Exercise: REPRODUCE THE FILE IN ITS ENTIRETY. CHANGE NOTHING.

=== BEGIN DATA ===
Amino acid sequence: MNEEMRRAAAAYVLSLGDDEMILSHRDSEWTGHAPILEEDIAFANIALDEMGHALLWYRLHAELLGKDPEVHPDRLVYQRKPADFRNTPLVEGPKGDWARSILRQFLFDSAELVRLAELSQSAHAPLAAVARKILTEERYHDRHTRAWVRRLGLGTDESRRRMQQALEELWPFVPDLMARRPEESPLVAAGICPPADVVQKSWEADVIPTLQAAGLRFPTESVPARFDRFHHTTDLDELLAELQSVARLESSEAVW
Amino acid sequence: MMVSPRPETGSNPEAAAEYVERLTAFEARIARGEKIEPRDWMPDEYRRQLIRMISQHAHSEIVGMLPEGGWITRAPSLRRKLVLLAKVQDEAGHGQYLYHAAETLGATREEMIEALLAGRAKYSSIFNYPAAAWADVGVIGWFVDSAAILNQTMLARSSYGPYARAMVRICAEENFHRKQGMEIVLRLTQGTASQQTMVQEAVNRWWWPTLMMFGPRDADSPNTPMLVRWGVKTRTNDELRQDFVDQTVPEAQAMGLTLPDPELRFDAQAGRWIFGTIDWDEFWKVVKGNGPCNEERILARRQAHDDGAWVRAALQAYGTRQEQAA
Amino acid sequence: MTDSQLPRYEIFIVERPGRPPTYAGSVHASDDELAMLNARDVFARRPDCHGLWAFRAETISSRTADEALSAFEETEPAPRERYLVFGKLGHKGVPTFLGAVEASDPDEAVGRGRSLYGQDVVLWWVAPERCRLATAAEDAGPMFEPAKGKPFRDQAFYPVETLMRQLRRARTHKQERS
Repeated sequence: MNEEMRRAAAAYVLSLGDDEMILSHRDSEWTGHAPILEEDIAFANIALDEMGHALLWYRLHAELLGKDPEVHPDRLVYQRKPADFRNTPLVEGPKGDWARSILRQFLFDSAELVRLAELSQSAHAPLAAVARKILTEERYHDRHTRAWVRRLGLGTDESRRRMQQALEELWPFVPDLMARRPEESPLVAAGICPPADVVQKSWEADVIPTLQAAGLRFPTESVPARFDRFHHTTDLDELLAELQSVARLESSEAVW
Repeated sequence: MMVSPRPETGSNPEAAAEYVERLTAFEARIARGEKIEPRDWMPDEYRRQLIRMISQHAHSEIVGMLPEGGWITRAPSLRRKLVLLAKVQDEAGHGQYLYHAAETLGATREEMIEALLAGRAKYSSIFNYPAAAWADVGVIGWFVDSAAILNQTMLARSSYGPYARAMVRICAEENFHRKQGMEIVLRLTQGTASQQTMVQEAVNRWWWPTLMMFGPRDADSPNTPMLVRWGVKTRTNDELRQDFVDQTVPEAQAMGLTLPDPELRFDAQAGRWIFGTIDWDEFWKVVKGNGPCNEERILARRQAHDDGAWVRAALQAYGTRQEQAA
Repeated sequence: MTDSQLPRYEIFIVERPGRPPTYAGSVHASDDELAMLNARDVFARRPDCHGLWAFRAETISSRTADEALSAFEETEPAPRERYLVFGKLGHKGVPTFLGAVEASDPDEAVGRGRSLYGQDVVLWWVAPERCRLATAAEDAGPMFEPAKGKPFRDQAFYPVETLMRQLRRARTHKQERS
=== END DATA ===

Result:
Amino acid sequence: MNEEMRRAAAAYVLSLGDDEMILSHRDSEWTGHAPILEEDIAFANIALDEMGHALLWYRLHAELLGKDPEVHPDRLVYQRKPADFRNTPLVEGPKGDWARSILRQFLFDSAELVRLAELSQSAHAPLAAVARKILTEERYHDRHTRAWVRRLGLGTDESRRRMQQALEELWPFVPDLMARRPEESPLVAAGICPPADVVQKSWEADVIPTLQAAGLRFPTESVPARFDRFHHTTDLDELLAELQSVARLESSEAVW
Amino acid sequence: MMVSPRPETGSNPEAAAEYVERLTAFEARIARGEKIEPRDWMPDEYRRQLIRMISQHAHSEIVGMLPEGGWITRAPSLRRKLVLLAKVQDEAGHGQYLYHAAETLGATREEMIEALLAGRAKYSSIFNYPAAAWADVGVIGWFVDSAAILNQTMLARSSYGPYARAMVRICAEENFHRKQGMEIVLRLTQGTASQQTMVQEAVNRWWWPTLMMFGPRDADSPNTPMLVRWGVKTRTNDELRQDFVDQTVPEAQAMGLTLPDPELRFDAQAGRWIFGTIDWDEFWKVVKGNGPCNEERILARRQAHDDGAWVRAALQAYGTRQEQAA
Amino acid sequence: MTDSQLPRYEIFIVERPGRPPTYAGSVHASDDELAMLNARDVFARRPDCHGLWAFRAETISSRTADEALSAFEETEPAPRERYLVFGKLGHKGVPTFLGAVEASDPDEAVGRGRSLYGQDVVLWWVAPERCRLATAAEDAGPMFEPAKGKPFRDQAFYPVETLMRQLRRARTHKQERS
Repeated sequence: MNEEMRRAAAAYVLSLGDDEMILSHRDSEWTGHAPILEEDIAFANIALDEMGHALLWYRLHAELLGKDPEVHPDRLVYQRKPADFRNTPLVEGPKGDWARSILRQFLFDSAELVRLAELSQSAHAPLAAVARKILTEERYHDRHTRAWVRRLGLGTDESRRRMQQALEELWPFVPDLMARRPEESPLVAAGICPPADVVQKSWEADVIPTLQAAGLRFPTESVPARFDRFHHTTDLDELLAELQSVARLESSEAVW
Repeated sequence: MMVSPRPETGSNPEAAAEYVERLTAFEARIARGEKIEPRDWMPDEYRRQLIRMISQHAHSEIVGMLPEGGWITRAPSLRRKLVLLAKVQDEAGHGQYLYHAAETLGATREEMIEALLAGRAKYSSIFNYPAAAWADVGVIGWFVDSAAILNQTMLARSSYGPYARAMVRICAEENFHRKQGMEIVLRLTQGTASQQTMVQEAVNRWWWPTLMMFGPRDADSPNTPMLVRWGVKTRTNDELRQDFVDQTVPEAQAMGLTLPDPELRFDAQAGRWIFGTIDWDEFWKVVKGNGPCNEERILARRQAHDDGAWVRAALQAYGTRQEQAA
Repeated sequence: MTDSQLPRYEIFIVERPGRPPTYAGSVHASDDELAMLNARDVFARRPDCHGLWAFRAETISSRTADEALSAFEETEPAPRERYLVFGKLGHKGVPTFLGAVEASDPDEAVGRGRSLYGQDVVLWWVAPERCRLATAAEDAGPMFEPAKGKPFRDQAFYPVETLMRQLRRARTHKQERS